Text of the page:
A Healthy Diet Can Lower Blood Pressure Risk After Gestational Diabetes

Gestational Diabetes

Gestational diabetes is an occasional side effect of pregnancy where the placenta produces enough hormones to interfere with the action of insulin.

Although gestational diabetes normally resolves after the pregnancy, it is known that women who experience this condition are at a higher risk of developing high blood pressure later in life.

A recent study published online in the journal Hypertension looks at ways this increased risk of high blood pressure can be counteracted through dietary changes. The study, “Healthful Dietary Patterns and the Risk of Hypertension Among Women With a History of Gestational Diabetes Mellitus”, was conducted in part by researchers from the National Institute of Health and followed almost 4,000 women for twelve years.

The NIH Study on Gestational Diabetes: Summary

  • Participants included 3,818 women who all had a history of gestational diabetes
  • At the study start and every four years afterwards, participants answered questionnaires about their eating habits
  • Responses were scored according to how aligned they were with the Alternative Healthy Eating Index, the Mediterranean Diet, and the Dietary Approach to Stop Hypertension (DASH diet)
  • Of the participants, 1,069 developed hypertension either during the study or within the follow-up period
  • Participants who had higher healthy eating scores showed a roughly 25% reduced chance of developing high blood pressure
  • A risk reduction was seen even in obese participants
  • When risks were calculated, the researchers attempted to correct for other risk factors like smoking, weight, etc.

What This Means

For the average person, this study does not likely mean much. It’s been well-known and well-proven that a healthy diet is a key part of preventative medicine, whether for high blood pressure or a host of other ailments.

What this study attempts to show is that, for the roughly five percent of pregnancies that result in gestational diabetes, the high blood pressure risk can be mitigated.

The most pertinent issue with the study is that it is hard to place the observed risk reduction in a more meaningful context.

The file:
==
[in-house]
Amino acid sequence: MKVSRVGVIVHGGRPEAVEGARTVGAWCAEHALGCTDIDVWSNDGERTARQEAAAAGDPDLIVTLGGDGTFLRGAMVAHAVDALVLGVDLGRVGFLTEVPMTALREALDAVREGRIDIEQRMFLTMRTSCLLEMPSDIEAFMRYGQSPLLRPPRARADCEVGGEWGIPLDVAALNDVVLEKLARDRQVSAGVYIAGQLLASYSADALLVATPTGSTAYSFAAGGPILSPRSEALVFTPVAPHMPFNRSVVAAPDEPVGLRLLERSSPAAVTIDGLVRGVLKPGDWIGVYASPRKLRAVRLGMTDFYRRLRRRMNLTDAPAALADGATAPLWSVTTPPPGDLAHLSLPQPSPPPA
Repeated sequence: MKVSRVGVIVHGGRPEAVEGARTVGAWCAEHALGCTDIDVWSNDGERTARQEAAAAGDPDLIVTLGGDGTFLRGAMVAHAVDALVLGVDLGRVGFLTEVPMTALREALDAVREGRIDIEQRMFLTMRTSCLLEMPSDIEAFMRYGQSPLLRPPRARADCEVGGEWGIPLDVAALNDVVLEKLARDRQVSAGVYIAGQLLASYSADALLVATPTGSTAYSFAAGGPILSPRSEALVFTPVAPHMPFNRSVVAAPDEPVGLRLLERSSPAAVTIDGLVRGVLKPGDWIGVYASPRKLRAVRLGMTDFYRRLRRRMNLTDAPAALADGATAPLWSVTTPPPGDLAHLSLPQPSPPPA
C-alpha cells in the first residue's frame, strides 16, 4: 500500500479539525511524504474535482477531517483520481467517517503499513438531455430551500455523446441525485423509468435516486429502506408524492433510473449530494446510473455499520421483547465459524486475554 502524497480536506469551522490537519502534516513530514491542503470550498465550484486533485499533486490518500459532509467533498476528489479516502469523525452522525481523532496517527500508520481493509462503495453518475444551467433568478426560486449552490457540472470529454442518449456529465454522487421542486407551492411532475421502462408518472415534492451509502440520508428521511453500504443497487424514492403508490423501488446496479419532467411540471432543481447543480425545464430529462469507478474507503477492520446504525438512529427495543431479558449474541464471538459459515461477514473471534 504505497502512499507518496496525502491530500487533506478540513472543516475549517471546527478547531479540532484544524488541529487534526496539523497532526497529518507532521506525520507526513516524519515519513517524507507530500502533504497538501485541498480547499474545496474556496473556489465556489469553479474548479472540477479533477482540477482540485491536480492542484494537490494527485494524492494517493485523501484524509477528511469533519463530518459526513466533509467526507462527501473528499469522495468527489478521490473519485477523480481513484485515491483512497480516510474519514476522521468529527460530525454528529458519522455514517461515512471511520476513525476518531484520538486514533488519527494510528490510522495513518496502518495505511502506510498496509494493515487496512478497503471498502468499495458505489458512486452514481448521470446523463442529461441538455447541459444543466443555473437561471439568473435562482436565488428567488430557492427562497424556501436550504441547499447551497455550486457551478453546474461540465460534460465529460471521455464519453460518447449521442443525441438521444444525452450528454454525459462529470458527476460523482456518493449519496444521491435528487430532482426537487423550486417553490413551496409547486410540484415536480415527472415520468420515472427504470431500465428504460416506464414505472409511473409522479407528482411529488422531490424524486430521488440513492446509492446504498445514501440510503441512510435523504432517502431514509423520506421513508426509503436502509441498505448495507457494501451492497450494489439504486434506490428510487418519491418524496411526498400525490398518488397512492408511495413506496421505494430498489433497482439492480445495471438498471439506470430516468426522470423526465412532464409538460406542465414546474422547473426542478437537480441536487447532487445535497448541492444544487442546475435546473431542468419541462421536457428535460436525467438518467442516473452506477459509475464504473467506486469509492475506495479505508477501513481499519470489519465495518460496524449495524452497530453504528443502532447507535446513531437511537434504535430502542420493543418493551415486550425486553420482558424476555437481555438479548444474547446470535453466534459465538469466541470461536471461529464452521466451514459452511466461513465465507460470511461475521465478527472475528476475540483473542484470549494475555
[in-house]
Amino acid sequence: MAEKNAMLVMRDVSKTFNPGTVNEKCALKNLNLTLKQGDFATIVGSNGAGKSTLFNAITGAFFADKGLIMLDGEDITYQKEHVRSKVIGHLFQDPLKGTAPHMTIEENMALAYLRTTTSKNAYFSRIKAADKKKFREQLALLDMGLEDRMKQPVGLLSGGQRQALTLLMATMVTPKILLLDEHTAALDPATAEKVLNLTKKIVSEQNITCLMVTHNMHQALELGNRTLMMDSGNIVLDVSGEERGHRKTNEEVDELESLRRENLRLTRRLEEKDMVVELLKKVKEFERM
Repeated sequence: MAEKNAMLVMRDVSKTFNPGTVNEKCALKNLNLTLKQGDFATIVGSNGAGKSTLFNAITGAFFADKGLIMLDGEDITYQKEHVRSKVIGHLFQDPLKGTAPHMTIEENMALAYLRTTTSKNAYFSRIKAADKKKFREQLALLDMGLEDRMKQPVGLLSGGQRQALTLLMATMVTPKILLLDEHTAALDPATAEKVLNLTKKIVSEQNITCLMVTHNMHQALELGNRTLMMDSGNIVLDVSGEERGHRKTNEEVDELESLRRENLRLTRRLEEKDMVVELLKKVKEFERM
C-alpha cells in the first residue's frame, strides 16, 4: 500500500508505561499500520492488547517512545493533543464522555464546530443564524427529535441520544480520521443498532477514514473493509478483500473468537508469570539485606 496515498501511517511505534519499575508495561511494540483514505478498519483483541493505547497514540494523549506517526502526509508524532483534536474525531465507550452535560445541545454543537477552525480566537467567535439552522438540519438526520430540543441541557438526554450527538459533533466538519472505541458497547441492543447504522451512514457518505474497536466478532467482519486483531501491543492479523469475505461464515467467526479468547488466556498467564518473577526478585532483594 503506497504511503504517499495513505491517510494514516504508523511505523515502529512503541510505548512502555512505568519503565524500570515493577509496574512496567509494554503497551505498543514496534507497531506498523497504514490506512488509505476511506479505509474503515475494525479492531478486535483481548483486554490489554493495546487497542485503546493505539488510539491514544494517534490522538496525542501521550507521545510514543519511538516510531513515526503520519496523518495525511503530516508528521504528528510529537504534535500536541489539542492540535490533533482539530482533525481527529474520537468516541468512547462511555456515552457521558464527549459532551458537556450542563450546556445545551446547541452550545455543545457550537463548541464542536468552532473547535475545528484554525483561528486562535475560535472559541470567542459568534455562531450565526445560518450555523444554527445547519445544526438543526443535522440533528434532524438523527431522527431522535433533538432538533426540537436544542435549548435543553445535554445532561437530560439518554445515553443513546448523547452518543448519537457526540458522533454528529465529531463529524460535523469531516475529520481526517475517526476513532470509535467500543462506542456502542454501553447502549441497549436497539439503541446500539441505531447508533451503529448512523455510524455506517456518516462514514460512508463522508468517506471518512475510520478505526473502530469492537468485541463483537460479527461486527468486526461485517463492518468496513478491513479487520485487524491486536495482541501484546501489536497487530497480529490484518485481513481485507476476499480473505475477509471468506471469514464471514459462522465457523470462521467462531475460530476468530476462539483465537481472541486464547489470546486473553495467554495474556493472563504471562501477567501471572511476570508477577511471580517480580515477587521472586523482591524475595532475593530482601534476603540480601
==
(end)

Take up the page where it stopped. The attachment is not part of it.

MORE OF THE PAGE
Rates and risk of developing blood pressure will vary significantly by age, with the average rate being about 32% for women over their entire lifetime.

However, the women were not tracked for their lifetime, so their age groups do matter for understanding the relative risk reduction.

A 25% reduction sounds nice on paper, but if most of the women in the study fell within the 20-34 age group, that only works out to around a 1.5% actual decrease.

Another issue that makes context more difficult is that only women with a history of gestational diabetes were covered.

Without a comparison between an equivalent group of women who lacked the risk factor, its hard to tell the full significance of the dietary risk reduction that was observed. It is not possible to tell, for instance, if the risk reduction from diet brought the women with gestational diabetes in line with normal hypertension risks or if their rates were still higher.

Bottom Line

Although there are some areas where the NIH study could have elaborated more and helped give better meaning to the findings, overall the research appears solid. The objective of the study was to see if a healthy diet could help counteract the risk for high blood pressure brought on by gestational diabetes, and it does show a risk reduction occurring. While these findings do not bring anything groundbreaking to the table or suggest changes in treatment or patient advice, they are nonetheless an important contribution since few studies have taken a look at such a specific risk group.

“High Blood Pressure Facts,” CDC web site, last updated February 19, 2015; http://www.cdc.gov/bloodpressure/facts.htm, last accessed April 19, 2016.
“Healthy diet may reduce high blood pressure risk after gestational diabetes, NIH study suggests,” National Institute of Health web site, April 18, 2016; https://www.nih.gov/news-events/news-releases/healthy-diet-may-reduce-high-blood-pressure-risk-after-gestational-diabetes-nih-study-suggests, last accessed April 19, 2016.
Li, S., et. al., “”Healthful Dietary Patterns and the Risk of Hypertension Among Women With a History of Gestational Diabetes Mellitus,” Hypertension, 2016; 10.1161/hypertensionaha.115.06747.